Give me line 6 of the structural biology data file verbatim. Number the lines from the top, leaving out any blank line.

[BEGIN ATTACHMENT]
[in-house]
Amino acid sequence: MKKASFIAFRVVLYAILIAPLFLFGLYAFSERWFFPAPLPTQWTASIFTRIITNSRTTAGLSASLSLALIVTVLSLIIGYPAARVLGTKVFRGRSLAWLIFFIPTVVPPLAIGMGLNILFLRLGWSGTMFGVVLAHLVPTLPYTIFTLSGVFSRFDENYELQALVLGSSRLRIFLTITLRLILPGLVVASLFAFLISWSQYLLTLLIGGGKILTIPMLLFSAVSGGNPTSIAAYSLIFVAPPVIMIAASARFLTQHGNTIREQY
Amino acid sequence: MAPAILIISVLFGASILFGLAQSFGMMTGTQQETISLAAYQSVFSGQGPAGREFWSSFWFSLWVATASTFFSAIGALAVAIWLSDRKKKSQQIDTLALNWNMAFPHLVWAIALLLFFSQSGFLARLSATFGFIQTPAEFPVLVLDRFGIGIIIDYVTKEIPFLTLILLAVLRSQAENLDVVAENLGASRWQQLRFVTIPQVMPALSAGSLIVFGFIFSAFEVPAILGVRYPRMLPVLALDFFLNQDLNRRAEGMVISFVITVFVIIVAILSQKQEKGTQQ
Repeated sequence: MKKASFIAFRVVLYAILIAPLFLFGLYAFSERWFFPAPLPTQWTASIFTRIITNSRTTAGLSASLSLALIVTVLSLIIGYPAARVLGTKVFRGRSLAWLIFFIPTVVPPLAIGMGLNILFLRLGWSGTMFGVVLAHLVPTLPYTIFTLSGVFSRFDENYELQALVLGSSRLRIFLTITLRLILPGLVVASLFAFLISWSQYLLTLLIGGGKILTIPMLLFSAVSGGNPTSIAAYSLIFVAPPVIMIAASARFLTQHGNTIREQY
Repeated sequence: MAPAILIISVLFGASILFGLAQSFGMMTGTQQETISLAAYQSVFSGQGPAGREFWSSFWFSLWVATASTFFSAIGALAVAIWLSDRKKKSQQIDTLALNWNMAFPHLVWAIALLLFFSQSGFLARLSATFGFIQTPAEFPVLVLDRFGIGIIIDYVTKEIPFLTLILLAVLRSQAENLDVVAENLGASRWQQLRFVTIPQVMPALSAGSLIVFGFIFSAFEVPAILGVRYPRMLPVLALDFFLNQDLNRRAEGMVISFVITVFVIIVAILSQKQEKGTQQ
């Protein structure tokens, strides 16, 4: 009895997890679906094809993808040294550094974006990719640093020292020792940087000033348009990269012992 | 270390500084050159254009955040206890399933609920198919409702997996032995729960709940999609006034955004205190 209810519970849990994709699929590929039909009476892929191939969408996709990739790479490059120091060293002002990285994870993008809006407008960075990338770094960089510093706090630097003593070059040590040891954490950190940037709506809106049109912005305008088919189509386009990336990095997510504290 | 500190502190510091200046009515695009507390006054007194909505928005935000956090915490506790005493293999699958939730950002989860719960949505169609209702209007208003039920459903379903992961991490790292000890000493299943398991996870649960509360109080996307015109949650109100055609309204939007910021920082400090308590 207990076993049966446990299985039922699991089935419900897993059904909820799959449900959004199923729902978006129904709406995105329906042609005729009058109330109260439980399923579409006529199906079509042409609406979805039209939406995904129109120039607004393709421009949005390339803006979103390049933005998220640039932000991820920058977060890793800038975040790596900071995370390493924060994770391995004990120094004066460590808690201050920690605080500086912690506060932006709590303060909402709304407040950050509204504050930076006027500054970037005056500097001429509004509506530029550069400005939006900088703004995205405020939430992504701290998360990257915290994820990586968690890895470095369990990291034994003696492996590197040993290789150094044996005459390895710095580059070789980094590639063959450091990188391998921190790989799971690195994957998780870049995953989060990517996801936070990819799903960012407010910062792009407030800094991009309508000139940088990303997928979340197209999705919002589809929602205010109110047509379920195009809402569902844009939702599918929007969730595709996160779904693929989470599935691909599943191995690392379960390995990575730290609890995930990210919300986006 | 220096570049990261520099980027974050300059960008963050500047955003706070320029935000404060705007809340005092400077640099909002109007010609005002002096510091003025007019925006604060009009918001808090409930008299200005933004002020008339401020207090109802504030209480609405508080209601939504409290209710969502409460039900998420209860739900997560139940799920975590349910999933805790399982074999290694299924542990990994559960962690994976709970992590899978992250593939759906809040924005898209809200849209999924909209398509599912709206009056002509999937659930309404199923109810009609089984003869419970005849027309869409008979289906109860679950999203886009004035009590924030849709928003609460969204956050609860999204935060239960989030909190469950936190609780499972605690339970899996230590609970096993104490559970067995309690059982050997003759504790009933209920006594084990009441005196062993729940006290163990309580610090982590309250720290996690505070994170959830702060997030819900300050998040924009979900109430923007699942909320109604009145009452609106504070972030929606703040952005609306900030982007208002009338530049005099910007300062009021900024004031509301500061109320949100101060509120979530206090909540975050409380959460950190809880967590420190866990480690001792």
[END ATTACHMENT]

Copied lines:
């Protein structure tokens, strides 16, 4: 009895997890679906094809993808040294550094974006990719640093020292020792940087000033348009990269012992 | 270390500084050159254009955040206890399933609920198919409702997996032995729960709940999609006034955004205190 209810519970849990994709699929590929039909009476892929191939969408996709990739790479490059120091060293002002990285994870993008809006407008960075990338770094960089510093706090630097003593070059040590040891954490950190940037709506809106049109912005305008088919189509386009990336990095997510504290 | 500190502190510091200046009515695009507390006054007194909505928005935000956090915490506790005493293999699958939730950002989860719960949505169609209702209007208003039920459903379903992961991490790292000890000493299943398991996870649960509360109080996307015109949650109100055609309204939007910021920082400090308590 207990076993049966446990299985039922699991089935419900897993059904909820799959449900959004199923729902978006129904709406995105329906042609005729009058109330109260439980399923579409006529199906079509042409609406979805039209939406995904129109120039607004393709421009949005390339803006979103390049933005998220640039932000991820920058977060890793800038975040790596900071995370390493924060994770391995004990120094004066460590808690201050920690605080500086912690506060932006709590303060909402709304407040950050509204504050930076006027500054970037005056500097001429509004509506530029550069400005939006900088703004995205405020939430992504701290998360990257915290994820990586968690890895470095369990990291034994003696492996590197040993290789150094044996005459390895710095580059070789980094590639063959450091990188391998921190790989799971690195994957998780870049995953989060990517996801936070990819799903960012407010910062792009407030800094991009309508000139940088990303997928979340197209999705919002589809929602205010109110047509379920195009809402569902844009939702599918929007969730595709996160779904693929989470599935691909599943191995690392379960390995990575730290609890995930990210919300986006 | 220096570049990261520099980027974050300059960008963050500047955003706070320029935000404060705007809340005092400077640099909002109007010609005002002096510091003025007019925006604060009009918001808090409930008299200005933004002020008339401020207090109802504030209480609405508080209601939504409290209710969502409460039900998420209860739900997560139940799920975590349910999933805790399982074999290694299924542990990994559960962690994976709970992590899978992250593939759906809040924005898209809200849209999924909209398509599912709206009056002509999937659930309404199923109810009609089984003869419970005849027309869409008979289906109860679950999203886009004035009590924030849709928003609460969204956050609860999204935060239960989030909190469950936190609780499972605690339970899996230590609970096993104490559970067995309690059982050997003759504790009933209920006594084990009441005196062993729940006290163990309580610090982590309250720290996690505070994170959830702060997030819900300050998040924009979900109430923007699942909320109604009145009452609106504070972030929606703040952005609306900030982007208002009338530049005099910007300062009021900024004031509301500061109320949100101060509120979530206090909540975050409380959460950190809880967590420190866990480690001792």